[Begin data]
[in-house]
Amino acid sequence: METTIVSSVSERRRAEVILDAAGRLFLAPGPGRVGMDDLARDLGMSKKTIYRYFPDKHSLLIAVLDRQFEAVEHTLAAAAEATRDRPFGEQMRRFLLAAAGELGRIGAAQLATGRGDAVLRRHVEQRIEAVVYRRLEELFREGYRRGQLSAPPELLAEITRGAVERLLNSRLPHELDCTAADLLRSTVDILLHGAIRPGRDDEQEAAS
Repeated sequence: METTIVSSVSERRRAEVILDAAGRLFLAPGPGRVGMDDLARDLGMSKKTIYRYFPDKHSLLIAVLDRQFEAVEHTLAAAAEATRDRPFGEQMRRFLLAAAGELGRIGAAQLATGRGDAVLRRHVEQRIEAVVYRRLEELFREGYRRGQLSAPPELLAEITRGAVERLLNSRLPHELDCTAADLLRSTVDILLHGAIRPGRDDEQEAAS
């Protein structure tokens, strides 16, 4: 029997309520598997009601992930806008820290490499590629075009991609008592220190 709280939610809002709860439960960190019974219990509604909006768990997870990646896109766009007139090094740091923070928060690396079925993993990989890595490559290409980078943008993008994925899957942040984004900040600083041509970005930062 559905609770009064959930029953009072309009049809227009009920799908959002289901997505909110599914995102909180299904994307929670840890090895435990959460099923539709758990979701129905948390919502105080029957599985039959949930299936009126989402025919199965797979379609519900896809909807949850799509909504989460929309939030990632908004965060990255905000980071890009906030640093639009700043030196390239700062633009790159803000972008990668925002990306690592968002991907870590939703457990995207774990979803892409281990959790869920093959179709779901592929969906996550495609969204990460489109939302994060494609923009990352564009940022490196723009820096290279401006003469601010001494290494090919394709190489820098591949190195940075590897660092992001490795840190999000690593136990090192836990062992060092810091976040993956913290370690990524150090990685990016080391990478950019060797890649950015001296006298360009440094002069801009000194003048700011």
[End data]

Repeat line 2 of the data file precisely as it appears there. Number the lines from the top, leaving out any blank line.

Amino acid sequence: METTIVSSVSERRRAEVILDAAGRLFLAPGPGRVGMDDLARDLGMSKKTIYRYFPDKHSLLIAVLDRQFEAVEHTLAAAAEATRDRPFGEQMRRFLLAAAGELGRIGAAQLATGRGDAVLRRHVEQRIEAVVYRRLEELFREGYRRGQLSAPPELLAEITRGAVERLLNSRLPHELDCTAADLLRSTVDILLHGAIRPGRDDEQEAAS